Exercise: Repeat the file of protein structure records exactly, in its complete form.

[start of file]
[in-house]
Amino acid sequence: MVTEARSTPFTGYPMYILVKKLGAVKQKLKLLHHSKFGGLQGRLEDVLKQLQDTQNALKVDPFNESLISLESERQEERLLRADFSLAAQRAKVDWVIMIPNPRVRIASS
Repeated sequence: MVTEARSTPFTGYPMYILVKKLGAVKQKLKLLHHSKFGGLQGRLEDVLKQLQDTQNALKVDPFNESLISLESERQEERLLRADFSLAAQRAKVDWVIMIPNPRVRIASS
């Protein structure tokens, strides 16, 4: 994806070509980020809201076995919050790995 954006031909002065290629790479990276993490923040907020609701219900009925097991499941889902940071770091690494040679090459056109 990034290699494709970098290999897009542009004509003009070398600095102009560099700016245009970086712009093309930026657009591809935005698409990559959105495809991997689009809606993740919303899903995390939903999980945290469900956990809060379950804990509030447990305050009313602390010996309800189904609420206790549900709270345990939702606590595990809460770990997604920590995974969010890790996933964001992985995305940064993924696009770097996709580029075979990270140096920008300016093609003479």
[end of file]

[in-house]
Amino acid sequence: MVTEARSTPFTGYPMYILVKKLGAVKQKLKLLHHSKFGGLQGRLEDVLKQLQDTQNALKVDPFNESLISLESERQEERLLRADFSLAAQRAKVDWVIMIPNPRVRIASS
Repeated sequence: MVTEARSTPFTGYPMYILVKKLGAVKQKLKLLHHSKFGGLQGRLEDVLKQLQDTQNALKVDPFNESLISLESERQEERLLRADFSLAAQRAKVDWVIMIPNPRVRIASS
């Protein structure tokens, strides 16, 4: 994806070509980020809201076995919050790995 954006031909002065290629790479990276993490923040907020609701219900009925097991499941889902940071770091690494040679090459056109 990034290699494709970098290999897009542009004509003009070398600095102009560099700016245009970086712009093309930026657009591809935005698409990559959105495809991997689009809606993740919303899903995390939903999980945290469900956990809060379950804990509030447990305050009313602390010996309800189904609420206790549900709270345990939702606590595990809460770990997604920590995974969010890790996933964001992985995305940064993924696009770097996709580029075979990270140096920008300016093609003479």